The donor stallion must also be free from any quarantine or movement restriction for not less than 60 days prior to semen collection.

Generally, importers will use a broker/shipping agent to bring equine semen and embryos into the United States. Learn more about using a broker/shipping agent.

Equine semen/embryos from countries affected with FMD must be accompanied by a supplementary certificate, "Importation of Equine Semen/Embryos into the United States from Countries Affected with Foot-and-Mouth Disease." The certification must contain as follows: 

For semen, the certificate must certify either that:

  • The semen extender does not contain milk or egg products; OR
  • If milk products were used as a semen extender; the milk products originated from a country recognized as free of foot-and-mouth disease by USDA.

  • If egg products were used, the egg originated from a country or region recognized by USDA at the time of semen collection as free of Newcastle Disease and not affected with notifiable avian influenza.

Sample Health Certificate for Equine Semen

Sample Health Certificate for Equine Embryos

For embryos, the certificate must certify that:

  • The embryos have not been processed with ruminant products; OR

  • If ruminant products were used to process the embryos; the ruminant products originated from a country recognized by USDA as free of foot-and-mouth disease and bovine spongiform encephalopathy.

Equine semen/embryos containers and tanks from a country affected with FMD shall be disinfected at the airport in the exporting country prior to departure and again upon arrival to the United States. An Animal and Plant Health Inspection Service (APHIS) veterinarian will supervise the disinfection of the container/tanks to ensure that the outside of all semen or embryo containers/tanks are thoroughly treated.

Available Ports

Ports listed have APHIS oversight for physical inspections and cleaning and disinfection of containers.

  • Atlanta, GA
  • Houston, TX
  • Los Angeles, CA (LAX)
  • Memphis, TN
  • Miami, FL
  • Newark, NJ
  • New York: JFK
  • San Francisco, CA

 

Fees & Permitting

The processes and fees involved with importing horses and other equids, as well as equid germplasm (semen, embryos and cloning tissue) depend on the conditions of entry.

APHIS charges a fee for the application of an import permit, and for amending and renewing a permit if applicable.

Permit Application VS 17-129

Applications for import permits may be submitted by mail to the National Import and Export Services at the following address:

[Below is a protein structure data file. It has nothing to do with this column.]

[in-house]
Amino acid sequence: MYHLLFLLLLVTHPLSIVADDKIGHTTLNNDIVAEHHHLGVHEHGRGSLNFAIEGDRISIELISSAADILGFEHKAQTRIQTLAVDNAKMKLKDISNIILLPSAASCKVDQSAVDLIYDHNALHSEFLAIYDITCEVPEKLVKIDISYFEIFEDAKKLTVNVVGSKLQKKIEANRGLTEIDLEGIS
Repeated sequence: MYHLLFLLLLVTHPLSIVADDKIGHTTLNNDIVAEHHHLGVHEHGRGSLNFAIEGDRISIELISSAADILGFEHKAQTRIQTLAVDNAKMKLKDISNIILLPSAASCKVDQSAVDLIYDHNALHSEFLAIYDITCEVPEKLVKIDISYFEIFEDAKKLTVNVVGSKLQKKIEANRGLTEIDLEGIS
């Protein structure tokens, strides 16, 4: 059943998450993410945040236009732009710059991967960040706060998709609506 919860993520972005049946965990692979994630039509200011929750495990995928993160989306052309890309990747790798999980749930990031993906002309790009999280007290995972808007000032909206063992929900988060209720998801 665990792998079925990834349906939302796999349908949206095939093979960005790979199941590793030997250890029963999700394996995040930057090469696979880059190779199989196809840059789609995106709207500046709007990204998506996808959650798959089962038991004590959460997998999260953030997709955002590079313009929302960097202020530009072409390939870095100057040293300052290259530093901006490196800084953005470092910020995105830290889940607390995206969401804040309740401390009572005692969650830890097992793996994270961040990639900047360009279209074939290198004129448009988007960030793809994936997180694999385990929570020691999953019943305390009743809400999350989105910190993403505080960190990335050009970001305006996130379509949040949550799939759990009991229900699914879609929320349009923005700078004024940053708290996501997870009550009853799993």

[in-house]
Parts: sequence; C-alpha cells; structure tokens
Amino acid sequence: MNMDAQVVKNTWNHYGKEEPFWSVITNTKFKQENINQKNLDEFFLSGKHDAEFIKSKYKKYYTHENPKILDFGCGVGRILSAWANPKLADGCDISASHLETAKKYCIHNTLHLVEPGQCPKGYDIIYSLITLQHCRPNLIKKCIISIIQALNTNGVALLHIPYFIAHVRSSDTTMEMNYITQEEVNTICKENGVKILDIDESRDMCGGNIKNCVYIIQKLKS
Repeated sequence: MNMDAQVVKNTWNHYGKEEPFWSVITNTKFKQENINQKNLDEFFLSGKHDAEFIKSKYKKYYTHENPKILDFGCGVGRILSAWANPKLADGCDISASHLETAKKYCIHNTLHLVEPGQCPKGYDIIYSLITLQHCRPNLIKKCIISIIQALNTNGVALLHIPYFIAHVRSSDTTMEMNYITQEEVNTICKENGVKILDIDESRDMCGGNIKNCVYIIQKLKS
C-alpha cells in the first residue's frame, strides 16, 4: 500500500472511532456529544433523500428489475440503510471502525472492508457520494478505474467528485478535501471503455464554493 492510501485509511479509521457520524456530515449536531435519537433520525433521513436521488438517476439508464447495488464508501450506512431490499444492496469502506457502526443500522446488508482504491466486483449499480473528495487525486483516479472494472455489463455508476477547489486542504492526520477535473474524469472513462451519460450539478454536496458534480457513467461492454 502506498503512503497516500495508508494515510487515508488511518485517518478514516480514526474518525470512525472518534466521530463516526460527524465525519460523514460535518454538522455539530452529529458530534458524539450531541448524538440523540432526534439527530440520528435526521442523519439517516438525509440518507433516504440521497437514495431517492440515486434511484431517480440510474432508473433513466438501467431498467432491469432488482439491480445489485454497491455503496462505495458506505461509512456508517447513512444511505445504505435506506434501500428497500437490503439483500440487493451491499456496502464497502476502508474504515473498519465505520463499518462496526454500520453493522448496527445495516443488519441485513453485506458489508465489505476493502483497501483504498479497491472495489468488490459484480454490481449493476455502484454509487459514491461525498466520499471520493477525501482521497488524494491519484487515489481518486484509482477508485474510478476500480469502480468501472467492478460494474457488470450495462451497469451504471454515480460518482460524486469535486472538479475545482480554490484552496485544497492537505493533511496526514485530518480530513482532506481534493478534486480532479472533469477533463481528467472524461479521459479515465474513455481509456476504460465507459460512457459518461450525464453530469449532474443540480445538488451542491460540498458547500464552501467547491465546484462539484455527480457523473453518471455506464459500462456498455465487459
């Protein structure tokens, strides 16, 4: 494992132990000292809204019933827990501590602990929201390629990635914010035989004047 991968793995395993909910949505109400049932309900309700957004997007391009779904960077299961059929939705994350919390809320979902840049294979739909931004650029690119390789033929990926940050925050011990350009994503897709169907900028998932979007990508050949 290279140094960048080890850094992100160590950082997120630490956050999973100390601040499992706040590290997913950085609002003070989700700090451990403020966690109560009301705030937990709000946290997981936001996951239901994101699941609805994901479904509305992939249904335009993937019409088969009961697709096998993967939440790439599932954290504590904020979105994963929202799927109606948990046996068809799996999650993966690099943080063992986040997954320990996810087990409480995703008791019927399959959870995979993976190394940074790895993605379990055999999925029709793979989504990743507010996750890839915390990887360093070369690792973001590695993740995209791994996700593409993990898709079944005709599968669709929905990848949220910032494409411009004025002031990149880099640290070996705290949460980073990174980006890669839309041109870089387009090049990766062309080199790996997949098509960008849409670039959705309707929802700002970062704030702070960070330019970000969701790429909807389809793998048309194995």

Live Animal Import Permits
USDA-APHIS-Veterinary Services
National Import Export Services
4700 River Rd. Unit 39
Riverdale, MD 20737

Applications may be submitted to the National Import and Export Services via the dedicated email address LAIPermits@usda.gov

Online Submission Process for Live Animal Import Permits: Importers with an existing Level 2 eAuthentication can now access ePermits to create and submit a completed application (VS Form 17-129) for an import or transit permit for APHIS-regulated live animals and their germplasm (genetic resources). For instructions on how to obtain a Level 2 eAuthentication authorization, and for additional information about electronic submissions, click here.

Costs are associated with providing services for importing and transiting horses at airports, ocean ports, rail ports, land border ports, and southern border port and animal import center quarantines.

The fees billed are per individual horse. Charges for combined shipments may be split between brokers.

Overtime rates apply for after duty hours, weekends and holidays for inspection services. 9CFR 130.30

There is a comprehensive fee for horses staying at a federal quarantine center with a decreasing scale: days 1 to 3, days 4 to 7 and 8 through subsequent days. The daily rate includes all administrative costs conducted during normal business hours: examination on arrival, routine veterinary care, lodging costs for feed and bedding, obtaining test samples and processing them for shipping to the National Veterinary Services Laboratory, supervision of cleaning and disinfection of trailers and stalls, receiving and releasing horse shipments, identification of each horse on arrival and release, reviewing health certificates and issuing import permits to ensure compliance with import regulations, monitoring horses while they are in quarantine, release of paperwork in Veterinary Services Processing Streamlining (VSPS), and oversight of horses shipping under APHIS seal to state CEM quarantine facilities. 9CFR 130.32

Private quarantine facilities will bill user fees directly to importers on a quarter hour to hourly rate. APHIS factors costs in these instances by the time spent for each service which includes travel time to ports and airports for veterinary inspections.

Hourly rates also cover the costs of monitoring in-bond or transiting horses passing through the United States and exporting to other countries.